COVID-19 vaccine eligibility expansion kicked off Thursday in parts of Illinois

Regional News

CHICAGO — Eligibility for the COVID-19 vaccine expanded to younger Illinois residents with certain health issues. However, the change in eligibility isn’t happening in Chicago or neighboring cities because city officials said they don’t have enough shots to give out.

“We still have people on the 1a list that have not been vaccinated many people in 1b that haven’t been vaccinated,” said Karen Ayala, Executive Director of DuPage County’s Health Department. “We know people in this expanded category need and deserve to have access to the vaccine. We just don’t have the supply right now.”

Under the Phase 1B plan, people 16-64 years old could qualify for the vaccine if they are dealing with the following conditions:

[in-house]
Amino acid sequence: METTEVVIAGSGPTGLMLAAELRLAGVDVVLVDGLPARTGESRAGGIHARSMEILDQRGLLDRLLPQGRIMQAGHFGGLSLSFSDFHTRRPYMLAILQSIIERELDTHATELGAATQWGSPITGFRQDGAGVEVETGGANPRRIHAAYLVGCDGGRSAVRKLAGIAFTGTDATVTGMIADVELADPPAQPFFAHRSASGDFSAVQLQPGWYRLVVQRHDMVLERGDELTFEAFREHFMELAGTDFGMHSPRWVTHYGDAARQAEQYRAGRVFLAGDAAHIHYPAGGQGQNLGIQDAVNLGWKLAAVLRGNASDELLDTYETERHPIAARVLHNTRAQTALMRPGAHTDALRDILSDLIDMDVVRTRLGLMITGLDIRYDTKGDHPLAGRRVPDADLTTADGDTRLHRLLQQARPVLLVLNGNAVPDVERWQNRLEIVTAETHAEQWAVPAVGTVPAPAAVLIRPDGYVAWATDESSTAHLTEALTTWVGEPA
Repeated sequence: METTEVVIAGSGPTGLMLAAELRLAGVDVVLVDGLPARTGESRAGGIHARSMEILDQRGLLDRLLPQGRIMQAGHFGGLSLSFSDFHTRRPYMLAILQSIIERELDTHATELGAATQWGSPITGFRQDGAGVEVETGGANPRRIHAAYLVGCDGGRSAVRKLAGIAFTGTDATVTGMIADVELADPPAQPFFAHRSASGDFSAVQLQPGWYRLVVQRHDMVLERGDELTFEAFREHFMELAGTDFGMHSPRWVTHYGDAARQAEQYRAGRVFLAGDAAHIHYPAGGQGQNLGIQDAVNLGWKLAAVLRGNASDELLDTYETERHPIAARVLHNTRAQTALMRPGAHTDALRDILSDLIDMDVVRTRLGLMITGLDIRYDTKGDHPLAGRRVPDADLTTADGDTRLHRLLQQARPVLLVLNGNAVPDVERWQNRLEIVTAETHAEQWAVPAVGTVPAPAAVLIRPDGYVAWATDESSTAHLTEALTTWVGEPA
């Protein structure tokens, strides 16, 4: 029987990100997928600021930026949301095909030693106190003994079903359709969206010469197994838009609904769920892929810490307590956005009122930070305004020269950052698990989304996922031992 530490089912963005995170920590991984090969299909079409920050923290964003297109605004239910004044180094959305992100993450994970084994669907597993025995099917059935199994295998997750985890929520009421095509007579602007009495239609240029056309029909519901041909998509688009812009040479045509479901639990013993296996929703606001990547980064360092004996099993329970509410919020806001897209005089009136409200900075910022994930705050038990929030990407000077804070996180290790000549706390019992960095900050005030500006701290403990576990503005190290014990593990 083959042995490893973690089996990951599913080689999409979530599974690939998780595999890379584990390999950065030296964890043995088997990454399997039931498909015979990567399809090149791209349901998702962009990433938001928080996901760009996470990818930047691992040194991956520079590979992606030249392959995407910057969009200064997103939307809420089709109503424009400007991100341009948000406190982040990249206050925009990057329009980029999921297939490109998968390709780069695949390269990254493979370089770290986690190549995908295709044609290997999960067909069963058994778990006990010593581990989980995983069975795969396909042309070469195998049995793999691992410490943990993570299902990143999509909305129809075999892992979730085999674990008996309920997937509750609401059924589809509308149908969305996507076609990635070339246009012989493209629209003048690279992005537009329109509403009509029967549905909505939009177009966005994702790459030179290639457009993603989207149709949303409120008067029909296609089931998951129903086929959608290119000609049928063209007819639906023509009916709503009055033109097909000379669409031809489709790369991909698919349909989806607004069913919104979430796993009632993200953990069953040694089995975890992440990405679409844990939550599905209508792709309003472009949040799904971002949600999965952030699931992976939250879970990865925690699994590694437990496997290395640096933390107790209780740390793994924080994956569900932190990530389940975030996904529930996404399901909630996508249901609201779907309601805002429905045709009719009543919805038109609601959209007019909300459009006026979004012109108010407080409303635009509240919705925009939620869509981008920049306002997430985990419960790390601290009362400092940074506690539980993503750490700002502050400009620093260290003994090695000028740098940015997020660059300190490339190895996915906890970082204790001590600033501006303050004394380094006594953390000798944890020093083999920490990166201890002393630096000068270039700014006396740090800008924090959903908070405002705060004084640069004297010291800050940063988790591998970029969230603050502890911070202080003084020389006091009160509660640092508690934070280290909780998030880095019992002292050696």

• Cancer
  • Chronic kidney disease
  • Pulmonary diseases
  • Smoking
  • Diabetes
  • Heart conditions
  • Solid organ transplant
  • Obesity
  • Pregnancy
  • Sickle cell disease

Illinois has an estimated 3.2 million people who would qualify in the 1B group.

Because of limited doses, Chicago joins Skokie as well as Cook, Lake, DuPage and Will counties who are not moving forward into the 1B phase. When it comes to pharmacies, Walmarts in Chicago said they will not expand to the 1B phase. Walgreens and Mariano’s said they will follow what the counties are doing.

WGN has heard that Jewel-Osco will follow state guidelines and expand to the 1B phase at their pharmacies.

The United Center’s parking lot will be the next mass vaccination site in Chicago, according to Crain’s.

State officials want people to get vaccinated in their county and are relying on the honor system for people trying to get vaccinated.

Kristina Wilson, the owner of a Chicago-area preschool tells WGN she reached out to the health department about vaccine availability. She says the process has been frustrating and disheartening.

“Until my brother spent 30 hours basically hitting refresh to get every staff member covered but it shouldn’t take someone’s family member to help early educators out,” she said.

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